A birth plan is a written document that should be read and respected by your doctor and hospital staff, but according to some doulas I’ve spoken with, this isn’t always the case (if the plan is too long, poorly written, etc.). Your doula can help you write a brief and concise plan that is more likely to be read, respected and followed.

  • Helping the mother achieve her birth plan by supporting her and acting as an intermediary between her and her family or, in the case of a hospital birth, between her and the staff.

For a homebirth, the doula almost always works in complete harmony with the midwife, and both work to best achieve the woman’s birth plan. In the Ob/Gyn and hospital world, birth plans are often discouraged, frowned upon or simply ignored. There are always exceptions, but mothers must often dedicate a great amount of time interviewing to find doctors who support truly natural birth experiences in the hospital environment.

In the case of monitors, IVs, food, beverage, music and labor positions—rules vary from hospital to hospital about what is forced, what is allowed and what can be declined. Your doula should know your hospital’s policies and the two of you should prepare for them ahead of time.

If there is a nurse or any staff member whom you’d rather not see in your room again for whatever reason, your doula will see to that. If you need another blanket or pillow, your doula will find one (you don’t need to find a nurse and be told you’ve already reached your pillow quota). When you think you’re surely dying and perhaps do need drugs, your doula is there to comfort and encourage you, to tell you that you’re doing great and that even if you claim you’re close to death with each contraction, it’s normal, perfect and all is going according to what you dreamed!

Note: It’s a good idea to discuss with your doula ahead of time how she should respond if you change your plan when the pain peaks. I told my midwife, “I can take it. If I’m acting like I want to veer from my plan, that will only be fear talking. You can soothe or yell at me, or both—whatever it takes to keep me on course.” (She laughed and said she wouldn’t be yelling at me.) Other mothers may tell a doula, “If I change my mind and want drugs, help me get them ASAP,” and that’s what the doula will strive to do.

Many hospital staff members will make it seem as if there are no alternatives to things such as laboring on your back, fetal monitors, IVs, forceps, wearing the hospital gown and ice-chip-only rules. That is why having someone at your birth who understands hospital procedures and possible alternatives is beneficial.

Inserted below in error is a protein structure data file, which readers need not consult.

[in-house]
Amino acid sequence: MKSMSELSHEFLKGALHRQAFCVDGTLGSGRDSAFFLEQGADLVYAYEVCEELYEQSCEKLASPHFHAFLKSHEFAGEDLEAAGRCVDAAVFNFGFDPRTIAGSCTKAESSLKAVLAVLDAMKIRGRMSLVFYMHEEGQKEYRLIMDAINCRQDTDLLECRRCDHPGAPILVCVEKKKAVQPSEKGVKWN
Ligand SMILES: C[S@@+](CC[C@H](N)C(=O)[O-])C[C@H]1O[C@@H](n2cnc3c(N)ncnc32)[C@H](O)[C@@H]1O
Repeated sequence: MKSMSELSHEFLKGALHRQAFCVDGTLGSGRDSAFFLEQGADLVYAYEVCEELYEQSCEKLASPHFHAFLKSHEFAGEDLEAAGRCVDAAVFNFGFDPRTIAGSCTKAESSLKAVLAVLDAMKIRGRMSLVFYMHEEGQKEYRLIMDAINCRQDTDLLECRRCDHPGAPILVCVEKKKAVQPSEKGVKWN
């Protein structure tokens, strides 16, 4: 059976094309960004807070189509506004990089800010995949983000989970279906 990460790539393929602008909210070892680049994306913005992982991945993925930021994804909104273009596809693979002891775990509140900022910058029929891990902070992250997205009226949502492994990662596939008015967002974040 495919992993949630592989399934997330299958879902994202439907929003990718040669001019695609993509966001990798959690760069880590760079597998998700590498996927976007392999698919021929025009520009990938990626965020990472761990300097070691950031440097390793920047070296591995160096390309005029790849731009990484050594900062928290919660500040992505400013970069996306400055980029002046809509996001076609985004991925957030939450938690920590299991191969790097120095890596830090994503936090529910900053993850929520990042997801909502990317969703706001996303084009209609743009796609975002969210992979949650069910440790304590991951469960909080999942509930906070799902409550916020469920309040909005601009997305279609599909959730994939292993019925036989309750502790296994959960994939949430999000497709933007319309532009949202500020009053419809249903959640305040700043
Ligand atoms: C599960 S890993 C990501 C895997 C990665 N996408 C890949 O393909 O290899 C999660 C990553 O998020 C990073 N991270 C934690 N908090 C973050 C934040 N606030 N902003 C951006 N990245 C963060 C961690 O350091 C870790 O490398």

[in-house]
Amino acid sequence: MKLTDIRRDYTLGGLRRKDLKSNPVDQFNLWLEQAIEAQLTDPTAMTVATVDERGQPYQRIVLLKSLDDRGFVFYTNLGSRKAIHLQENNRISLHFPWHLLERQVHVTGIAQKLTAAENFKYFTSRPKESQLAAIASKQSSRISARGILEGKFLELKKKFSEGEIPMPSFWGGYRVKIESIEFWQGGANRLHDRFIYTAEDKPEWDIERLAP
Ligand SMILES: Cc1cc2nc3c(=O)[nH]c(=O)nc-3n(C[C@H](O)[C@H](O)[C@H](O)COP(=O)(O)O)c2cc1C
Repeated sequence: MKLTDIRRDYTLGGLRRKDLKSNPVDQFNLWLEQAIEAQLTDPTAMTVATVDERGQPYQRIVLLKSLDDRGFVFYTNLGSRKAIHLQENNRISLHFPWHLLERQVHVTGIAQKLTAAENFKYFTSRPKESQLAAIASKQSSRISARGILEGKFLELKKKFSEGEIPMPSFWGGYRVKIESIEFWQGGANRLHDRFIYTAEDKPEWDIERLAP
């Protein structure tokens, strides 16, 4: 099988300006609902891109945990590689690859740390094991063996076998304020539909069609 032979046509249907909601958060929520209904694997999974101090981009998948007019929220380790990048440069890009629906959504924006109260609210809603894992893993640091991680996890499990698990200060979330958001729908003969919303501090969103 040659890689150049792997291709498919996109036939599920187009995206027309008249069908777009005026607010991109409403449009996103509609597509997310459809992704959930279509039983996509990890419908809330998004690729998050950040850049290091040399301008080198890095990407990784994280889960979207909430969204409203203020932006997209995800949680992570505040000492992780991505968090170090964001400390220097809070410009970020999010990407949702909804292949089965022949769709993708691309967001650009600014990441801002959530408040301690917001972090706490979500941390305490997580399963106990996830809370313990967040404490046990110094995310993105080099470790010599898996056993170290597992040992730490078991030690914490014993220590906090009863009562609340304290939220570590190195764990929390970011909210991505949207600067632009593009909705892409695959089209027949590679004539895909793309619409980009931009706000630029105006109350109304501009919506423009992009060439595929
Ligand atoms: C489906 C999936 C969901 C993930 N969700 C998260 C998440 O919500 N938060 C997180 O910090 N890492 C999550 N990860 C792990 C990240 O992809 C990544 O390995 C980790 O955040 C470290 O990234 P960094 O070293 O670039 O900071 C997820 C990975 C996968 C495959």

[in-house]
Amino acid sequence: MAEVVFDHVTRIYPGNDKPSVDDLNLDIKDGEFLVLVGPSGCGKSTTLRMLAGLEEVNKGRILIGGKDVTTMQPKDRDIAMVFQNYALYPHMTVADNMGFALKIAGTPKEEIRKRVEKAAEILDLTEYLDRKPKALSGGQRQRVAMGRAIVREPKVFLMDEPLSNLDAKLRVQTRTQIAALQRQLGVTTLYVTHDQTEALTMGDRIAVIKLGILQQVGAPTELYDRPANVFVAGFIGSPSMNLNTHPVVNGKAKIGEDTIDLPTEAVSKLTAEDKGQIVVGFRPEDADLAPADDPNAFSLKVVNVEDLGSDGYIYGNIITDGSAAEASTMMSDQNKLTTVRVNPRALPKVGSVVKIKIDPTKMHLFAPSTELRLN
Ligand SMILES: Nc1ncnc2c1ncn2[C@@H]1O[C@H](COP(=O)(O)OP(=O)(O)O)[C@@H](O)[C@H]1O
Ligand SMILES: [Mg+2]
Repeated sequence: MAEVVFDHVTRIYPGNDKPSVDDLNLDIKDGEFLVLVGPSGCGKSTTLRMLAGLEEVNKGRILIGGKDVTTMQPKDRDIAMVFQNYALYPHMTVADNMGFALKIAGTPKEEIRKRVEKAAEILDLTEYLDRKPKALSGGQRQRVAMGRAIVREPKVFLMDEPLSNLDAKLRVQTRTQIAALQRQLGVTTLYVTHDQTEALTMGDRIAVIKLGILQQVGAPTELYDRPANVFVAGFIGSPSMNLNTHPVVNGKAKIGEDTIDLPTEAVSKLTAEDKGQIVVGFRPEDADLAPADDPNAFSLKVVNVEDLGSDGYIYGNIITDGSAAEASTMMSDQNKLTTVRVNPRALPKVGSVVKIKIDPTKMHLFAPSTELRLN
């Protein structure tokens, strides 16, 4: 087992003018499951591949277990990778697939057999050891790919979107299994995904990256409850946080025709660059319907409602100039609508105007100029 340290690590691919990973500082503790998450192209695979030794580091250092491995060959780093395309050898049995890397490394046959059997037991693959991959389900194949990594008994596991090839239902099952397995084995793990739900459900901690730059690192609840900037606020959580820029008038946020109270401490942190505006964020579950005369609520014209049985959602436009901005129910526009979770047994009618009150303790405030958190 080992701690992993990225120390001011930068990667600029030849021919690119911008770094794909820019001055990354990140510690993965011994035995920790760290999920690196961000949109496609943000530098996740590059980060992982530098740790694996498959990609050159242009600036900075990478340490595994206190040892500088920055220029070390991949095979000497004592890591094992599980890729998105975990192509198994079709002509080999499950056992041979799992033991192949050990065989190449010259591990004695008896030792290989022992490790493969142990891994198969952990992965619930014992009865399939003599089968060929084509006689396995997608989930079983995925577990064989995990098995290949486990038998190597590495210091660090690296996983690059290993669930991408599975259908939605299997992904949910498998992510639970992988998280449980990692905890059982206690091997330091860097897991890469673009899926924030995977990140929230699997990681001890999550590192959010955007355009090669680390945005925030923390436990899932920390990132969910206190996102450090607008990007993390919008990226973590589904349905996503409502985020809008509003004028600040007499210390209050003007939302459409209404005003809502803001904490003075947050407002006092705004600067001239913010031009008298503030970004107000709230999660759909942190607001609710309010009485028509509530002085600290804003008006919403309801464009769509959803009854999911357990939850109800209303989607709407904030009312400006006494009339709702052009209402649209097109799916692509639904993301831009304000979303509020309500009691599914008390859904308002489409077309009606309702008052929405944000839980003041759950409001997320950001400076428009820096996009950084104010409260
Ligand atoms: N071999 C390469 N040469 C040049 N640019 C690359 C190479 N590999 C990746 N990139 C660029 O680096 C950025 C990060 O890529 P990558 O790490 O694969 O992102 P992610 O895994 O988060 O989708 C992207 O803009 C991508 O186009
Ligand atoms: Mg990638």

And whether you’re like me and think that home is the safest, happiest place to have your baby or you believe you’ll feel better cared for and safer in a hospital, either way, you’ll be well served with a birth doula by your side.

The Birth Doula at Home

While your midwife is experienced in helping women birth their babies, you’ll likely spend more time with your doula on the day of birth. Often a midwife is able to provide emotional support, but her primary role is helping you give birth to your baby. The doula’s primary focus is on supporting the mother, emotionally and physically.

Here’s a specific example from my homebirth to illustrate this last point. During the early stage of labor while resting in the birthing tub, my body suddenly started to jackknife with pushing (I was not consciously doing it). My midwife told me to stop—that I was only 5 cm dilated, and it wasn’t time to push. I told her that I couldn’t stop—that my body seemed to be on autopilot.

She asked me to step out of the tub so she could assess the situation. Naturally, I was alarmed that something was wrong and began to feel nervous. However, as my midwife checked, identified the issue and found the solution, my doula held my hand, held eye contact with me and told me I was doing great.

The midwife—whose role is also multifaceted—will be frequently focused on and examining the mother’s body and the baby. The doula will remain focused on the mother’s eyes and mind (helping her with loving assurances and calming her with physical contact such as holding her hand, brushing her hair out of her eyes or putting an arm around her shoulder), while the midwife does her work. That’s a vital contribution—a calm mind supports a relaxed, open heart and cervix!

Earlier I asked the question of modern birthing templates: Where’s the love? Now we know where to start looking—with the help of a birth doula.

How to Find a Doula

Short of having a friend who lives in your area and highly recommends a doula she knows, you’ll need to find one through a variety of channels. What I found most efficient was to conduct a search online, look at the various agencies that refer or certify doulas and simply look for websites of doulas working in the area. After speaking with a few you’ll have a better idea of what kind of support you will want, what is available and with whom you feel rapport.

Some will have years of experience and some will be new to the industry—how much importance you place on this is a personal decision. I know many mothers who insist on working with highly experienced people, and I know many mothers for whom feeling “the click” is the top priority.

What Does It Cost?

With regard to cost, once again, there is a doula for every mother. Some doulas charge $400–500, allow a payment schedule rather than the entire fee at once or may even serve a mother in childbirth at no cost if the fee is prohibitive for the mother. A newer doula may also offer free or discounted services while she tries to build up her experience attending births. Other doulas may charge up to $2000 or more (the fee can largely be dependent on the part of the country in which you live).

The Postpartum Doula

A birth doula can be a tremendous support for mom on her special day. But then what?

The postpartum time—especially the first 30–40 days—presents different needs and challenges for the mother and family. At this special time of bonding and healing, a mother can be well served with the help of a postpartum doula.

I hope this discussion of birth doulas and the benefit they bring to new mothers will encourage readers to also explore the possibility of having a postpartum doula—someone who can serve the mother, baby and entire family as they go forward in their magical journey called parenthood. My next article, “A Postpartum Doula for Every Mother,” will appear in the Spring 2013 issue of Midwifery Today.


  • Block, Jennifer. 2007. Pushed: The Painful Truth about Childbirth and Modern Maternity Care. Da Capo Press.

Allie Chee is the author of New Mother: Using a Doula, Midwife, Postpartum Doula, Maid, Cook or Nanny to Support Healing Bonding and Growth. She is also a certified TCM nutritionist and a homebirth mom. www.alliechee.com